an ongoing series of multi-media, concerts, videos and sound recordings that explore the language and prophecy of William S. Burroughs on the merging of body, media, and machine.
“A new way to approach daunting text” - The Review Hub
For an hour we were bombarded with a story of sorts, broken up and reassembled. The sound played, rewound, stuttered, and while Crane was doing a LOT of work, there was also something about it which seemed effortless, flowing naturally from the man, through machines. - Geist
PuSH Festival 2/16 & CultureHub/La Mama 12/16
TICKET THAT EXPLODED
Mount Tremper Arts 7/17 & Pioneer Works 7/19
The Chocolate Factory 6/24-7/9 2023
“Decoding the Reality Studio” PAJ 125 (2020) pp. 1-20.
“DECODER 2017: Cutting up the Reality Studio”
an article presented and published for the Ammerman Center’s Bienniel 2018 Art and Technology Symposium
DECODER is a Creative Capital project and has received commssioning support from Gibney Dance and Theatre Conspiracy; a research grant from Stony Brook University; and development support from a CultureHub MicroResidency, Playwrights Theatre Center, the Collapsable Hole, Mabou Mines, Pioneer Works and a Watershed Lab residency at Mount Tremper Arts, with lead support by the National Endowment for the Arts. DECODER was also created and supported (in part) at The Watermill Center—a laboratory for the arts and humanities (2019) and with a Foundation for Contemporary Arts Emergency Grant and a Collective Fund grant. DECODER has recieved an Indepednent Artist Comission from NYSCA for deisgner Jim Findlay and sound artist G Lucas Crane and is made possible by the New York State Council on the Arts with the support of the Office of the Governor and the New York State Legislature. The full series (Soft Machine, Ticket That Exploded and Nova Express) is being commissioned by the Chocolate Factory where it will premiere in 2023. DECODER is co-produced by the Chocolate Factory, Restless NYC and the Collapsable Giraffe.
THE SOFT MACHINE, THE TICKET THAT EXPLODED, NOVA EXPRESS, and THE JOB by William S. Burroughs. Copyright © [for SOFT: 1961, renewed 1966; for NOVA: 1964, renewed 1992, 2013; for TICKET: 1962, renewed 1964, 1967; for JOB, 1969, renewed 1970, 1974], used by permission of The Wylie Agency LLC.
ORIGIN STORY by G Lucas Crane
Before I was a ‘musician,’ I was a young poet and a literature student. I studied Oulipo and William Burroughs expressly out of an interest in cut-up methods of writing, hoping to ‘honestly’ consider how the human mind translates and synthesizes its influences. I was inspired by the character in Burroughs’ “Nova Trilogy” who has to break into the “Reality Studio” and splice a tape into the film feed to break the mind-control of the ruling class. At the time of Burroughs’ writing, in the 1960s, tape recorders were the way to fight the hegemony of reality via a simple principle: recording something “fixes its nature”, gaining dominance over time (because it cannot be forgotten) but losing the chance at re-interpretation (recordings are made for a reason, and those reasons become self-fulfilling).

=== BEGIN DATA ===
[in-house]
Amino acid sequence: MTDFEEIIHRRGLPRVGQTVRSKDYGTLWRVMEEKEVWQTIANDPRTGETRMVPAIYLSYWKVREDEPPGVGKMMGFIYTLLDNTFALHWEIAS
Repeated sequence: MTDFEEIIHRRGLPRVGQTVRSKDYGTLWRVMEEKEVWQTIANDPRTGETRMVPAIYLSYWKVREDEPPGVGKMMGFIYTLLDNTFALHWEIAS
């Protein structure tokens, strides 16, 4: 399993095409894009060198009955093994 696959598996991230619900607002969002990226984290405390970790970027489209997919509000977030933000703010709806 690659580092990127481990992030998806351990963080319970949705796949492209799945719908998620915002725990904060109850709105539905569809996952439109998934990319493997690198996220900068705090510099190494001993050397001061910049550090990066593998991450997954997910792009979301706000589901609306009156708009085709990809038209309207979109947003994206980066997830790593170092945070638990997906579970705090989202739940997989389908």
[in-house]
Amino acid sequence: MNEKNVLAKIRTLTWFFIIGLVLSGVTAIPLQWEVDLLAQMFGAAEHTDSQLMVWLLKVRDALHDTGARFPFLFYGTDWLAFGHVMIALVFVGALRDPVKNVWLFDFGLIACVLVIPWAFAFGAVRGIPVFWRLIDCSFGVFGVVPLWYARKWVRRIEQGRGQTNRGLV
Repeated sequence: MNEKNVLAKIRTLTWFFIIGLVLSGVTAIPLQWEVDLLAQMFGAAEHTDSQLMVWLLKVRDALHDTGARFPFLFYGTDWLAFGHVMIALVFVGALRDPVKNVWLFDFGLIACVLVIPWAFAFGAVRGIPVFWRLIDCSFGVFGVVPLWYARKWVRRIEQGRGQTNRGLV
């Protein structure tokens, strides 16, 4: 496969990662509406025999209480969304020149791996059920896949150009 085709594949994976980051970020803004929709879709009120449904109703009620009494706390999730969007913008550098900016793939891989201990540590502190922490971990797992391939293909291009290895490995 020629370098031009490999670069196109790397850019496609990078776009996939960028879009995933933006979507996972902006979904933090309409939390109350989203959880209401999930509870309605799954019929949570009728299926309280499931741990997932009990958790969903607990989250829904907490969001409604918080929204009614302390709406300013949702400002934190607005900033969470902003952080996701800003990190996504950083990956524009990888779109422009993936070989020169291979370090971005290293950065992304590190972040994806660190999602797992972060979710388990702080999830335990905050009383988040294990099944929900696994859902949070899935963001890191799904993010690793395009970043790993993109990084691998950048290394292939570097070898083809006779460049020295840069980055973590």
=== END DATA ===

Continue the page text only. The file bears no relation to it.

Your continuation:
These techniques, that I borrowed from books from the 60s and transported to the 90s, completely took over my life. I became the tape manipulator, dealing with anti-temporal and anti-fidelity operational aesthetics in musical collaborations. The tape equipment became a musical instrument that I practiced, which came from a Burroughs technique of ‘examine and screw with reality’ and fed directly into reconstituted media Turntablist DJ practices. This practice became an attempt to deal with aesthetic brainwashing, and the techniques used by the characters in the Nova Trilogy to fight aliens have stark contemporary usefulness in the era of social media driven internet culture.
Now, via this Decoder 2017 project, I have a lingering sense that I have become a character in the “Nova Trilogy” - the Subliminal (aka the Intolerable) Kid. The name “Decoder”, is taken from a 1984 west German film inspired by Burroughs’ 1970 manifesto, The Electronic Revolution that instructed the youth to use tape recorders to cause civil unrest. In the film William Burroughs plays a tape repair technician. The plot of the movie is consumed with the spiritual and social results of artistic/musical experimentation and discovery, and fantastically mirrors what I personally experienced as young ‘noise’ musician circa 2000-2008, that of practically realizing that the power to break reality is within anyone’s grasp, and that the tech to do it with is cheap and plentiful. It’s only a question of technique and mindset.
There is a scene in the movie where Jaeger, the protagonist, kills a frog and records its death croak, using tape equipment to loop and explode this sound into a musical table with literally magic effect. I had been making music like this for 5 years before I saw this movie. These techniques have become a basic aesthetic approach of the young artist awash in constant mind gripping media. Burroughs’ techniques which were fanciful, sci-fi, cyberpunk, and experimental at the time are almost natural, common sense artistic approaches today. In the movie, Jaegers discovery is dark magic. To me, he was a rational noise punk from, say, Columbus or Oakland.
Additionally, the tag ‘2017’ situates the piece specifically in a time. We named the piece in 2015. At the time of naming it was meant to evoke a futuristic prophecy. But time goes on. I was going off a dream, that 2017 would be ‘the omen year’ a year of dire portent. Now that time has caught up with us with the election of Trump. Today, the Nova Trilogy and its techniques are suddenly shockingly relevant.